Russia’s invasion of Ukraine cast a long shadow over the Group of 20’s (G-20) summit in Bali, threatening to render the grouping dysfunctional. Much as the Western members led by the US wished to condemn the ongoing war in the strongest possible terms—including earlier efforts to ban or boycott the participation of Russia in the G-20—there were dissensions among members of this broad-based grouping, that includes emerging economies, to tone it down. The fact that Western leaders agreed to come to Bali even if the Russian president Vladimir Putin or his foreign minister Sergey Lavrov attended is largely due to the efforts of Indonesia, which helmed the G-20 during the last year. India will take charge from December. The fact that there was a consensus-driven G-20 Bali leaders’ declaration is also a considerable achievement as earlier meetings of the G-20 finance, foreign and climate ministers this year failed in this regard. India played an influential behind-the-scenes role in securing consensus among the G-20 over the wording of this declaration that reflected what prime minister Narendra Modi told Putin on the sidelines of the Shanghai Cooperation Organization summit in Samarkand. “The peaceful resolution of conflicts, efforts to address crises, as well as diplomacy and dialogue, are vital. Today’s era must not be of war”, stated the declaration, vindicating India’s stand on this conflict.
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While the Western nations, especially European, view the Russian invasion of Ukraine as an existential threat upon their borders, the global South has been devastated by its fallout. At a time the world economy is buffeted by headwinds due to the Covid pandemic and climate change, the conflict in Ukraine has adversely impacted the energy and food security of developing nations. Fortunately, the G-20 summit deliberations were not derailed due to the politicisation of such important matters, notwithstanding sharp differences among members. The declaration undertakes to “take action to promote food and energy security and support stability of markets providing temporary and targeted support to cushion the impact of price increases”. For the poorer countries, more funds are needed to cope with the ravages of climate change. The declaration urges developed countries to make good on their promise of providing $100 billion annually in climate finance. Another key concern is that developed countries like the US are raising interest rates to combat inflation, triggering large and volatile capital flows, besides strengthening the dollar, which affect the trade and current account balances of poorer countries, many of which are debt-ridden. In this regard, the declaration states that G-20 central banks will calibrate monetary tightening while being mindful of the need to limit cross-country spillovers.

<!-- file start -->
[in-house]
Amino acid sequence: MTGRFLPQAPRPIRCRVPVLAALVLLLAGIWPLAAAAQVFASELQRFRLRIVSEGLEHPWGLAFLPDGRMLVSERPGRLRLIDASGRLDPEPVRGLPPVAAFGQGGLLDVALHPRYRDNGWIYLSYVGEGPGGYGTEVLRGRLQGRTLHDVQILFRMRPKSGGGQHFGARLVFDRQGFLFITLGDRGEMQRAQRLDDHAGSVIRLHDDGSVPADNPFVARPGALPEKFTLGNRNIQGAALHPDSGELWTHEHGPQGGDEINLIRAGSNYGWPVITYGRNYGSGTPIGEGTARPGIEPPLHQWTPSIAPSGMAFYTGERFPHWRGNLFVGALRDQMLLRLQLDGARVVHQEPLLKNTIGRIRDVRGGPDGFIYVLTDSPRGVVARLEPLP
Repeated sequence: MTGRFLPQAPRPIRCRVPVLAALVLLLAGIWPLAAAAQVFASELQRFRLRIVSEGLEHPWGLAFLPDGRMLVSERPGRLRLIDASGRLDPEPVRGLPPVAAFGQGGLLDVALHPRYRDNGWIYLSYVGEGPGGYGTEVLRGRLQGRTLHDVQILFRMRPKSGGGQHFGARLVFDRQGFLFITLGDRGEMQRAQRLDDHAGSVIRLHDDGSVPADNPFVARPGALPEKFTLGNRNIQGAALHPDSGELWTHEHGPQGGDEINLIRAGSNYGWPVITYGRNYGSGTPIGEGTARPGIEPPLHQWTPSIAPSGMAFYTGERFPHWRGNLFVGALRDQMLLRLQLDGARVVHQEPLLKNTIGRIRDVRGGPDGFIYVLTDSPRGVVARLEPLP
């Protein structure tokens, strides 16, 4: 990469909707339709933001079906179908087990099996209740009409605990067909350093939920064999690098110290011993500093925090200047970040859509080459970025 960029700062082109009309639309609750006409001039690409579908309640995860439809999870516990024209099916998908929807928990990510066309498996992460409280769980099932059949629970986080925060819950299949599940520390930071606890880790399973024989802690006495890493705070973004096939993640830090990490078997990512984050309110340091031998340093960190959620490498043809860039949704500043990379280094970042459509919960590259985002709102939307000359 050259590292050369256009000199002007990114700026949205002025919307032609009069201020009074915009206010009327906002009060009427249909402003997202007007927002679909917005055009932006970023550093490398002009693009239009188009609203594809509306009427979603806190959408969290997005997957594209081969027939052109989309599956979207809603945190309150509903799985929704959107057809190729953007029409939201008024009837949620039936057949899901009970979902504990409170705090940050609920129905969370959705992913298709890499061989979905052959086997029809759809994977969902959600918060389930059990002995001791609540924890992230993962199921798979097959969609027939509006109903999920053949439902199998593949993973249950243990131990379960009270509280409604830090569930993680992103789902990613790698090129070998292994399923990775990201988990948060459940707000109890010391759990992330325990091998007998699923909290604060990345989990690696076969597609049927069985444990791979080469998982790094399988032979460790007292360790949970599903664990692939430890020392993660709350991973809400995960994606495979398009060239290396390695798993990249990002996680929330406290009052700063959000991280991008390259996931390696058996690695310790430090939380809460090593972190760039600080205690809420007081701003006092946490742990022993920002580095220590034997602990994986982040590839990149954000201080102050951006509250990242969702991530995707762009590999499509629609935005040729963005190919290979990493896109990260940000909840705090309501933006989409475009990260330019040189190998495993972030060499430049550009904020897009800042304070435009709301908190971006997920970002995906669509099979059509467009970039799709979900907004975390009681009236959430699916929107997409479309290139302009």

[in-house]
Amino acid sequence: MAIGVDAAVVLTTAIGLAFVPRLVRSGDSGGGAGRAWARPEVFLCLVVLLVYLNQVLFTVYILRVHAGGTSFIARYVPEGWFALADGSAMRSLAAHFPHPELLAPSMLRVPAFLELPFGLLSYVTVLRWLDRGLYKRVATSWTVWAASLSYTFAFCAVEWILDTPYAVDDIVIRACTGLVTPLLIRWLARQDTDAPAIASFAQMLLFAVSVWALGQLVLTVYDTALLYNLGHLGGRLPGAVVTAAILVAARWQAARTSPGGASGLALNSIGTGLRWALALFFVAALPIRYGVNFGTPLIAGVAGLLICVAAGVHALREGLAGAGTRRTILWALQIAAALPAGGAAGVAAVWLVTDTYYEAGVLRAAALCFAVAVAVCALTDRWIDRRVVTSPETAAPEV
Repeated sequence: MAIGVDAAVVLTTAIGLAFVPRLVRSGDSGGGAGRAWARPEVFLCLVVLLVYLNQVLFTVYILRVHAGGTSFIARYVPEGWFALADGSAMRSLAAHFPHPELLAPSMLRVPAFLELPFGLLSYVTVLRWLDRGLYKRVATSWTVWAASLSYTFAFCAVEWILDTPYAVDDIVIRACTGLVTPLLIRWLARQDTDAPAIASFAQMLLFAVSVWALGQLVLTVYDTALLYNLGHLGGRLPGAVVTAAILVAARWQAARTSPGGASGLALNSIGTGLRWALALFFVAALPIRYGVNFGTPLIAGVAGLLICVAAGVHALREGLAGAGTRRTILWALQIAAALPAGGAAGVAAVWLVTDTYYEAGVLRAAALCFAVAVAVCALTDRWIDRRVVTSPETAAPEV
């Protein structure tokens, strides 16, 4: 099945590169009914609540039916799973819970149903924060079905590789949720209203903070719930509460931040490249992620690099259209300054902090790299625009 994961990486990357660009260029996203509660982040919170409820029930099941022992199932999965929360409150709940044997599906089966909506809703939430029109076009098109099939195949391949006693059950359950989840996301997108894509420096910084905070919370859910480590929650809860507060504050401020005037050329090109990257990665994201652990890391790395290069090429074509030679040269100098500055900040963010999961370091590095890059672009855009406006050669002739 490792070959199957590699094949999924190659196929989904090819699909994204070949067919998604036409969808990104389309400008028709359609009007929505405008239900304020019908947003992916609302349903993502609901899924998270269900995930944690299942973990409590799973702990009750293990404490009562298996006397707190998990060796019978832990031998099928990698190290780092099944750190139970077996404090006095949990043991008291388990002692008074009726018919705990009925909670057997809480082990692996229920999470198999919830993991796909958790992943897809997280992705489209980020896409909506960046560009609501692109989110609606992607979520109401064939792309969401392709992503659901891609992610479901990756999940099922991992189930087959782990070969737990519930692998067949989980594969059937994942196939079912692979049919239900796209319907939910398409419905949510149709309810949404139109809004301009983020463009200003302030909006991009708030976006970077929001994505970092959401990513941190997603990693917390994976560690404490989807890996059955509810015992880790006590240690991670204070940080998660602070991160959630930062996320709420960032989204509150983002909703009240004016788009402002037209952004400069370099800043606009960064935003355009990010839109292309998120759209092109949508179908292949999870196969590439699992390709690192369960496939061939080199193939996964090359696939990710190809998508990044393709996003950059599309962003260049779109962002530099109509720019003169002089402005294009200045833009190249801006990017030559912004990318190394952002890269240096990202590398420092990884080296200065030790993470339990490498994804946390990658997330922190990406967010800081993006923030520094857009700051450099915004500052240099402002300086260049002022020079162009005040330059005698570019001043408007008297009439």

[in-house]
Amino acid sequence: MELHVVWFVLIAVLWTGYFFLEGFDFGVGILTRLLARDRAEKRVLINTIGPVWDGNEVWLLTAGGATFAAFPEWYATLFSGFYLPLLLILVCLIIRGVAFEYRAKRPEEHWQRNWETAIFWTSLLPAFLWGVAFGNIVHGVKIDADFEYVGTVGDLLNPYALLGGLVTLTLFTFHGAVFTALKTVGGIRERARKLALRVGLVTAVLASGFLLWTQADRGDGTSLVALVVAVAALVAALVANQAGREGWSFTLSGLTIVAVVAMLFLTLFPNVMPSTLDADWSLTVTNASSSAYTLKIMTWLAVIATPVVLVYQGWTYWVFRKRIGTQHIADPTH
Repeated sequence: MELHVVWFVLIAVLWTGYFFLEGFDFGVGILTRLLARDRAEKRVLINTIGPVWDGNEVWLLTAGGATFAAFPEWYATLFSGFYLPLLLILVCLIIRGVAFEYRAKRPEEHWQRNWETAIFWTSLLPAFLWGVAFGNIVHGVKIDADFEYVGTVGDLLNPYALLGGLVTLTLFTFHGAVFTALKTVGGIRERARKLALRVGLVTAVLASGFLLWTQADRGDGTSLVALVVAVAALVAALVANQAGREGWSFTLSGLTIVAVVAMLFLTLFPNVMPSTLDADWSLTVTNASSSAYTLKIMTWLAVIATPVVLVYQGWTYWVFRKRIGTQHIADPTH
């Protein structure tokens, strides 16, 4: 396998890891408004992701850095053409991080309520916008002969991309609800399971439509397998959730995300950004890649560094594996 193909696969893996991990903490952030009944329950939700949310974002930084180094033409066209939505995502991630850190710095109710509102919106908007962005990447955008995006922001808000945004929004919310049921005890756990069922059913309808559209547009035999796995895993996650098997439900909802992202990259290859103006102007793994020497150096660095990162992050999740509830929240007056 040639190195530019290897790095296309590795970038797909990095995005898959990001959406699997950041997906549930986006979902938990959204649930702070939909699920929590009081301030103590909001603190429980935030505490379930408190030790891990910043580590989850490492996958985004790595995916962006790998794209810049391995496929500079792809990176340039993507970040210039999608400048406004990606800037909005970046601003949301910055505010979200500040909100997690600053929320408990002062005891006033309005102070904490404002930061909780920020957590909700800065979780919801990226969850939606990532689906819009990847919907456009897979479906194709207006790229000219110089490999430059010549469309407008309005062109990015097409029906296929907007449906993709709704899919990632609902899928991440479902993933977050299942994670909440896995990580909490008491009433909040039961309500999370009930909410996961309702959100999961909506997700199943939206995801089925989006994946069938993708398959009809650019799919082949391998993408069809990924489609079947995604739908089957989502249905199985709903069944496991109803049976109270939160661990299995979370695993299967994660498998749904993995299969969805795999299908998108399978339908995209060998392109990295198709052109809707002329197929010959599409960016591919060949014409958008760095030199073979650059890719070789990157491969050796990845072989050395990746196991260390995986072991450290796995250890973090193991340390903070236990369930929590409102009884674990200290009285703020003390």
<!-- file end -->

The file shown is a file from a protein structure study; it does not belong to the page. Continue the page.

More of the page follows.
As the G-20 presidency passes to India, all eyes will be on how it makes this influential grouping relevant to address global challenges, including negotiating an end to the nine-month-long war in Ukraine through diplomacy and dialogue. The G-20 has seen better days, when it played an influential role in steering the world economy out of the economic crisis of 2008-2010, but has failed to provide leadership in the fight against the Covid pandemic. But Modi, in his remarks at the closing session of the G-20 summit, stated India will strive to ensure that the grouping acts as a prime mover to envisage new ideas and accelerate collective action, that India’s G-20 presidency will be inclusive, ambitious, decisive and action-oriented.